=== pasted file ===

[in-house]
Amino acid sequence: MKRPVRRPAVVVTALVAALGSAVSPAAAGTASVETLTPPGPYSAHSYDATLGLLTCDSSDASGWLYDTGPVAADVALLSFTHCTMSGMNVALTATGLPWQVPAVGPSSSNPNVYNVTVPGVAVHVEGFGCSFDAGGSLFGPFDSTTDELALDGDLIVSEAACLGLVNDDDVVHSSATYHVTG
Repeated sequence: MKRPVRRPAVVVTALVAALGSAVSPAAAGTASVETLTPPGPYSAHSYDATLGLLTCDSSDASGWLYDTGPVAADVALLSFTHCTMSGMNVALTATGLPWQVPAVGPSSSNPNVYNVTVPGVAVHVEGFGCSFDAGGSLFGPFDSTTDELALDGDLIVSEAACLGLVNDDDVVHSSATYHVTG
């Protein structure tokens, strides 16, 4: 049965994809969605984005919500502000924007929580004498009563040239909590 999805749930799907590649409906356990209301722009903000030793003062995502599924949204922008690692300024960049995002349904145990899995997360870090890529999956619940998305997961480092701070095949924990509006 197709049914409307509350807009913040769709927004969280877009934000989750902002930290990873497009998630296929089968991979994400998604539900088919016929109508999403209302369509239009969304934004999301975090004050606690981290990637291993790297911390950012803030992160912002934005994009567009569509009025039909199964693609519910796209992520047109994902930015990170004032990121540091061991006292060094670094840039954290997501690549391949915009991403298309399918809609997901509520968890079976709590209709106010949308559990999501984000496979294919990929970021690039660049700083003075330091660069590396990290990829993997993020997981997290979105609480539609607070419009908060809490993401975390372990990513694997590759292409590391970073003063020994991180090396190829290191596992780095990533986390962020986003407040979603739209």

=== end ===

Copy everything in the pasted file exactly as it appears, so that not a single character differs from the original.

[in-house]
Amino acid sequence: MKRPVRRPAVVVTALVAALGSAVSPAAAGTASVETLTPPGPYSAHSYDATLGLLTCDSSDASGWLYDTGPVAADVALLSFTHCTMSGMNVALTATGLPWQVPAVGPSSSNPNVYNVTVPGVAVHVEGFGCSFDAGGSLFGPFDSTTDELALDGDLIVSEAACLGLVNDDDVVHSSATYHVTG
Repeated sequence: MKRPVRRPAVVVTALVAALGSAVSPAAAGTASVETLTPPGPYSAHSYDATLGLLTCDSSDASGWLYDTGPVAADVALLSFTHCTMSGMNVALTATGLPWQVPAVGPSSSNPNVYNVTVPGVAVHVEGFGCSFDAGGSLFGPFDSTTDELALDGDLIVSEAACLGLVNDDDVVHSSATYHVTG
């Protein structure tokens, strides 16, 4: 049965994809969605984005919500502000924007929580004498009563040239909590 999805749930799907590649409906356990209301722009903000030793003062995502599924949204922008690692300024960049995002349904145990899995997360870090890529999956619940998305997961480092701070095949924990509006 197709049914409307509350807009913040769709927004969280877009934000989750902002930290990873497009998630296929089968991979994400998604539900088919016929109508999403209302369509239009969304934004999301975090004050606690981290990637291993790297911390950012803030992160912002934005994009567009569509009025039909199964693609519910796209992520047109994902930015990170004032990121540091061991006292060094670094840039954290997501690549391949915009991403298309399918809609997901509520968890079976709590209709106010949308559990999501984000496979294919990929970021690039660049700083003075330091660069590396990290990829993997993020997981997290979105609480539609607070419009908060809490993401975390372990990513694997590759292409590391970073003063020994991180090396190829290191596992780095990533986390962020986003407040979603739209």